April Fool’s Day is a content marketer’s dream, but when financial services brand SunLife launched a social media campaign offering to insure men’s beards from £3 a month it did not expect 25,000 people to take its offer seriously.
The fact the mock video ad was viewed more than 50,000 times on Facebook and had 6,000 likes and shares plus hundreds of tweets demonstrates the power of rich content in engaging consumers on social media. Indeed, it is fast becoming a channel where brands need to invest in high-quality multimedia such as images and videos in order to have a hope of standing out.
As beard wearers uploaded photos of their whiskers, SunLife reposted them, along with an insurance quote. The campaign ticked many boxes. It was engaging, humorous and incredibly cost-effective.
“Rich multimedia content is vital in social media campaigns where you cannot just talk about your products,” says SunLife’s marketing director David Brooks. “It has helped us relaunch the brand to younger people as we try and democratise financial services and talk to a mass market.”
The brand has already enjoyed about 2.5m exposures on social media in 2015 which complements its traditional direct marketing activity.
At the start of the year Lucy Hawkins was appointed the brand’s content and social media manager to source and exploit different content. “Great ideas can come from anywhere – internally or from one of our many marketing agencies,” says Brooks.
What SunLife and other brands are discovering is that multimedia content raises brand awareness among millions of people in a way basic text updates with web links cannot. Rich content creates a visual storyboard which enables advertisers to develop a bigger picture around their narrative. Just as importantly, as the use of images and videos becomes increasingly pervasive on social networks, failing to maintain the same standards as other users is likely to lead to lower conversion rates.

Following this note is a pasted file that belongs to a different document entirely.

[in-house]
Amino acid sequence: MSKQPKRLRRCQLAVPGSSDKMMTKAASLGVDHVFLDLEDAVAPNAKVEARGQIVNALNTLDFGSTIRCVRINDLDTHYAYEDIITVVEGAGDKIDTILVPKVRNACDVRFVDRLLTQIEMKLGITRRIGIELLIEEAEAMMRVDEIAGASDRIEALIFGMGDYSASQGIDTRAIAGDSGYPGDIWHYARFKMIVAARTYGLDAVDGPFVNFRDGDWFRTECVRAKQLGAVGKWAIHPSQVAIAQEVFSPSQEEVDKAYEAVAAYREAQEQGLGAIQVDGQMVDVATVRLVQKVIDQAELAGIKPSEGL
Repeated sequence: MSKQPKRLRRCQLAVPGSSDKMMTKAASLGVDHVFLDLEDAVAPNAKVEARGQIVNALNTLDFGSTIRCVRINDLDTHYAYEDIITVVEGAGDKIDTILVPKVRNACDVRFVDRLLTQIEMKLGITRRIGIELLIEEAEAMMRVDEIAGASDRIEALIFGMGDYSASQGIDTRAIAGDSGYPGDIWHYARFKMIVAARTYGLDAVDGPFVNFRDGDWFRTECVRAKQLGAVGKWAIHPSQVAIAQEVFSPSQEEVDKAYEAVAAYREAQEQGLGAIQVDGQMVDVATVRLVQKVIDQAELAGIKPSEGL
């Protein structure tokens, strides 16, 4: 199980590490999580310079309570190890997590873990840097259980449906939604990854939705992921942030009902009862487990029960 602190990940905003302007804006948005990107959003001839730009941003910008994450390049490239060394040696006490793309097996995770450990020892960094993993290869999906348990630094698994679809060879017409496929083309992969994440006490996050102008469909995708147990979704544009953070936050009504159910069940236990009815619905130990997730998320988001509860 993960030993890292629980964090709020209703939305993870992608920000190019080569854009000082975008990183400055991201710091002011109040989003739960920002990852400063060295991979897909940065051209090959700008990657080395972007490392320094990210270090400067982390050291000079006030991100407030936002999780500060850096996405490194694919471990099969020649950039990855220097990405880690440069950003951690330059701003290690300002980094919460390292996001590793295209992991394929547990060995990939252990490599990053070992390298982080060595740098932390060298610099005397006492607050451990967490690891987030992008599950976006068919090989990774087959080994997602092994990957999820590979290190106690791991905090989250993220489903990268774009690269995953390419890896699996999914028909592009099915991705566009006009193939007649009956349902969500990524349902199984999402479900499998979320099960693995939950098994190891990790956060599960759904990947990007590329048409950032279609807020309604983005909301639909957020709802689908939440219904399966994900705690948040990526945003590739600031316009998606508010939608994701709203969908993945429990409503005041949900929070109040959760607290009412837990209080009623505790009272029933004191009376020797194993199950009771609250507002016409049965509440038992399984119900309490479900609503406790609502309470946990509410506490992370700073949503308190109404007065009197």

The social networks themselves are certainly well aware of the power and revenue-earning potential of high-quality visuals. Programmatic video advertising has become a lucrative area because marketers want to exploit opportunities as phone screens get larger and consumers have unprecedented access to high speed internet. Both factors are encouraging them to watch more video on mobile devices.
According to a recent IAB/PWC study, digital advertising spend rose 14 per cent in 2014 to £7.2 billion and nearly four in 10 UK households bought a tablet. Mobile accounts for 23 per cent of digital advertising spend and 56 per cent of social media budget. Smartphones are the most common internet-enabled device with 1.7 per household, followed by laptops (1.3) and tablets (1.2). According to the IAB/PwC data, tablet-dedicated advertising spend alone grew 118 per cent to reach £87.4 million.
The huge promise of mobile content consumption is perhaps why Twitter has placed a strong focus on video streaming directly from tweets, through its acquisition of the Periscope app. Technology blog Tech Crunch also reported last month that Twitter is trying to dissuade celebrities from using rival streaming app Meerkat in favour of its own offering. Twitter has also developed an offering called Amplify that allows content producers and brands to produce video-based promoted tweets, which will be seen by audiences beyond the advertiser’s own followers.
New social content platforms are catching marketers’ imaginations all the time. In April, live video platform Grabyo launched a sharing app that lets media publishers, brands and celebrities publish unlimited-length native video ads on Facebook and Twitter. Grabyo’s CEO Gareth Capon formerly led the apps team at Sky.